call us630-584-4800

Free Consultations

Tips for Writing Your Prenup

Posted on in Divorce
Tips When Writing Your Prenup IMAGEA prenuptial agreement may seem best reserved for the very wealthy or famous, but the truth is that all couples—no matter their economic status—should have a prenup. A prenup ensures that in the event of divorce no one gets the wool pulled over his eyes, and, in some cases, can also help keep the divorce proceedings from being as nasty as they might otherwise be. According to the Huffington Post, however, “many people, including celebrities and other high net worth individuals, have had their prenuptial agreements invalidated due to common mistakes.” While no one should attempt to write or enforce a prenuptial agreement without the assistance of a qualified family law attorney, it’s a good idea to know what you’re getting yourself into. According to the Huffington Post, the number one most common mistake made by “couples when executing a prenuptial agreement” is that the couple doesn’t realize that both parties need a separate attorney. This is true even if the divorce is amicable, and can be a difficult decision. In many cases, a family will have an attorney that it has worked with for years—in the event of a divorce only one spouse can opt to work with this attorney. The same is true for a prenup. The prenuptial agreement MUST be signed in the presence of two separate attorneys. “Each attorney will make sure his/her client fully understands the prenuptial agreement and the signing is done voluntarily,” according to the Huffington Post. If a prenup is signed under duress, reports the Huffington Post, the agreement can be challenged in court and thrown out. Duress can refer to incapacitation of one party, as if he were drunk or under the influence of drugs. A prenup can also be invalid if it is signed too soon before the wedding. The agreement, according to the Huffington Post, should be signed “at least one to three months before the wedding date.” And even though it may seem like a good idea to address the possibility of future children in a prenup, “a prenuptial agreement cannot have any provisions relating to the children of the marriage, such as custody and child support,” according to the Huffington Post. If you or someone you know is considering divorce—or have questions regarding a prenup or other family law matters—don’t go through it alone. Contact an experienced Kane County divorce attorney today.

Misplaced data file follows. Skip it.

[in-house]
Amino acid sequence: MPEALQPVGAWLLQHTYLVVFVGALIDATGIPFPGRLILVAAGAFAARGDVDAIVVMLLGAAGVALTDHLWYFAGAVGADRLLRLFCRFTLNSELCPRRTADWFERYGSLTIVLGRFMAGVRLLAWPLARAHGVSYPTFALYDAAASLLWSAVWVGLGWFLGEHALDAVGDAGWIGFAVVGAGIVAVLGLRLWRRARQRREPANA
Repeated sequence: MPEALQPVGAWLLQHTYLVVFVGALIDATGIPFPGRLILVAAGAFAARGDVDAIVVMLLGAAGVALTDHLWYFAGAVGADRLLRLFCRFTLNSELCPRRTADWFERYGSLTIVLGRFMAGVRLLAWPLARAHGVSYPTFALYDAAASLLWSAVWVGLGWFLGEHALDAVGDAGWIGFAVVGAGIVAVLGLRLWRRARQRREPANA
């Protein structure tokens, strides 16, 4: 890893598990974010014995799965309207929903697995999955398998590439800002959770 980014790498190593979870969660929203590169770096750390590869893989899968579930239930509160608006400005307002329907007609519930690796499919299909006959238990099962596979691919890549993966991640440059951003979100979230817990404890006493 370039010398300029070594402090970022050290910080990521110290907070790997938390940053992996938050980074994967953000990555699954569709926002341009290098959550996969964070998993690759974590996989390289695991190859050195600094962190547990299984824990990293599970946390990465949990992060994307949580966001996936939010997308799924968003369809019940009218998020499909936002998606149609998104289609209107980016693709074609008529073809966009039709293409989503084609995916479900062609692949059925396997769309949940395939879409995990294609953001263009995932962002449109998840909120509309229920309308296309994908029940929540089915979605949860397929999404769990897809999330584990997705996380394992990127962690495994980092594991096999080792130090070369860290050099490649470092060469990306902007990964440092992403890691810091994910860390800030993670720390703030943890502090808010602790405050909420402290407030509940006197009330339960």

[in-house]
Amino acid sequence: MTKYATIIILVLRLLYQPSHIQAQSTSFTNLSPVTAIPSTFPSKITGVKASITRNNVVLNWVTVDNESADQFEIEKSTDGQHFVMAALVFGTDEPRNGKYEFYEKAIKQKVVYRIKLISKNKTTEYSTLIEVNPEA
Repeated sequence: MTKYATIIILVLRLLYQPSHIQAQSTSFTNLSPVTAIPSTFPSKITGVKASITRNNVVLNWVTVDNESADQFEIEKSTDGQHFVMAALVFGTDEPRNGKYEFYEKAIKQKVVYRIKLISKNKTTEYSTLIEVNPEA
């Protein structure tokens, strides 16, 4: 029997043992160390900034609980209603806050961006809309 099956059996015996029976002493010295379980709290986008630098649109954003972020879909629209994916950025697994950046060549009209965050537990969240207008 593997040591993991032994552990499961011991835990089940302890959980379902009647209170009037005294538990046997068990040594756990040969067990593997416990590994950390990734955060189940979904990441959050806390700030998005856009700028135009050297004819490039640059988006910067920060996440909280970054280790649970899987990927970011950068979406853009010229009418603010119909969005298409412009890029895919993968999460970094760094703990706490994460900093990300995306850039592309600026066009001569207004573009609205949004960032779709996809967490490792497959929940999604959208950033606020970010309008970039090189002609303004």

Back to Top